Optimizing Quality of Life and Minimizing Morbidity through Nasal Preservation in Endoscopic Skull Base Surgery: A Contemporary Review

Carlos Pinheiro-Neto, Nicholas R. Rowan, Maria Peris Celda, Debraj Mukherjee, Jamie J.Van Gompel, Garret Choby

Research output: Contribution to journalReview articlepeer-review


Introduction  Endoscopic endonasal approaches (EEAs) are increasingly utilized for intracranial pathology. As opposed to sinonasal tumors, the nasal cavity is being used as a corridor to access these intracranial tumors but is not the site of primary surgical intent. Accordingly, there has been recent interest in preserving intranasal structures not directly involved by tumor and improving postoperative sinonasal quality of life (QOL). Objectives  The aim of the study is to highlight recent advances in EEA techniques focused on improving sinonasal QOL including turbinate preservation, reducing the morbidity of reconstructive techniques, and the development of alternative minimally invasive EEA corridors. Methods  The method of the study involves contemporary literature review and summary of implications for clinical practice. Results  Nasoseptal flap (NSF) harvest is associated with significant morbidity including septal perforation, prolonged nasal crusting, and external nasal deformities. Various grafting and local rotational flaps have demonstrated the ability to significantly limit donor site morbidity. Free mucosal grafts have re-emerged as a reliable reconstructive option for sellar defects with an excellent sinonasal morbidity profile. Middle turbinate preservation is achievable in most EEA cases and has not been shown to cause postoperative obstructive sinusitis. Recently developed minimally invasive EEA techniques such as the superior ethmoidal approach have been described to better preserve intranasal structures while allowing intracranial access to resect skull base tumors and have shown promising sinonasal QOL results. Conclusion  This contemporary review discusses balancing effective skull base reconstructive techniques with associated morbidity, the role of turbinate preservation in EEA, and the development of unique EEA techniques that allow for increased nasal structure preservation.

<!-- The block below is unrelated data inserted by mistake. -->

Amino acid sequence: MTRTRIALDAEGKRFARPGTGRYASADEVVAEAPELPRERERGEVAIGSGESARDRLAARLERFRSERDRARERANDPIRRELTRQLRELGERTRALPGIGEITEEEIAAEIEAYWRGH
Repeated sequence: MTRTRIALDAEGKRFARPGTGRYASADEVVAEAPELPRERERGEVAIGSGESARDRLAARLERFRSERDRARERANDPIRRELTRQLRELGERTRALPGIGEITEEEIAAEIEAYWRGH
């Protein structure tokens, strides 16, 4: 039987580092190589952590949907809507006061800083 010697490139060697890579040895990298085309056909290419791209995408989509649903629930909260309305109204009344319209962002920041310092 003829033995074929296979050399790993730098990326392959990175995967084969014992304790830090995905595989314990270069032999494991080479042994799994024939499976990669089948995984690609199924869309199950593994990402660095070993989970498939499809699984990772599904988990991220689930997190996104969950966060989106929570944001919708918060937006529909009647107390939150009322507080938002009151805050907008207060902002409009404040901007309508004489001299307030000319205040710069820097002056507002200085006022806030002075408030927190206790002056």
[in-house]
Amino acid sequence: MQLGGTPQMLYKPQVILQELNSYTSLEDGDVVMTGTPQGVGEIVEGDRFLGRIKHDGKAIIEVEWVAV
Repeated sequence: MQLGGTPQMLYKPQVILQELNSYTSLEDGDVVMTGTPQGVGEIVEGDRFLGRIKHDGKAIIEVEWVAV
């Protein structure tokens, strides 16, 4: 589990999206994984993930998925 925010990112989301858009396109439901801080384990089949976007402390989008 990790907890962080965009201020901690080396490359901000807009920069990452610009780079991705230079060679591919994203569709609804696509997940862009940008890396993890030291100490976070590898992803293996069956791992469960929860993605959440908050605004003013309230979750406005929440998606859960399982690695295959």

Original languageEnglish (US)
Pages (from-to)602-610
Number of pages9
JournalJournal of Neurological Surgery, Part B: Skull Base
Issue number6
StatePublished - Dec 2022


  • CSF leak
  • chordoma
  • endoscopic skull base surgery
  • expanded endonasal approach
  • free mucosal graft
  • nasal preservation
  • nasoseptal flap
  • olfaction
  • quality of life
  • sinonasal malignancy
  • turbinates

ASJC Scopus subject areas

  • Clinical Neurology


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